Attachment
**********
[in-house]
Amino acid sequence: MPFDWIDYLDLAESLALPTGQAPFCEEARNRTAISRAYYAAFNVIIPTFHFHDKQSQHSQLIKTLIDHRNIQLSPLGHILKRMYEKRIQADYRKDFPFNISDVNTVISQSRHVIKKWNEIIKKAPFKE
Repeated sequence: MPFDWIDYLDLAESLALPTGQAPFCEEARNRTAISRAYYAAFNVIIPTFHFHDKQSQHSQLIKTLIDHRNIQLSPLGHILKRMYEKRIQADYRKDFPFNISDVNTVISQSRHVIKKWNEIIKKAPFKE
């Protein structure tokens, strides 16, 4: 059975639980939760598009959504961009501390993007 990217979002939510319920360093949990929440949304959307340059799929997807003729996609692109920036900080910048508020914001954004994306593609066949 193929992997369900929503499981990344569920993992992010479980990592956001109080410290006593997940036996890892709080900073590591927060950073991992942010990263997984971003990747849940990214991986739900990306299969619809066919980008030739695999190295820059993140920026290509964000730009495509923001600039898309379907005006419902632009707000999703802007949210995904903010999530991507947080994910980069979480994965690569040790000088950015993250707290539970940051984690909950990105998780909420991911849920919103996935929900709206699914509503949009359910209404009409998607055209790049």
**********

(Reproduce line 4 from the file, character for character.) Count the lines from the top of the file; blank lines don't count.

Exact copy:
């Protein structure tokens, strides 16, 4: 059975639980939760598009959504961009501390993007 990217979002939510319920360093949990929440949304959307340059799929997807003729996609692109920036900080910048508020914001954004994306593609066949 193929992997369900929503499981990344569920993992992010479980990592956001109080410290006593997940036996890892709080900073590591927060950073991992942010990263997984971003990747849940990214991986739900990306299969619809066919980008030739695999190295820059993140920026290509964000730009495509923001600039898309379907005006419902632009707000999703802007949210995904903010999530991507947080994910980069979480994965690569040790000088950015993250707290539970940051984690909950990105998780909420991911849920919103996935929900709206699914509503949009359910209404009409998607055209790049």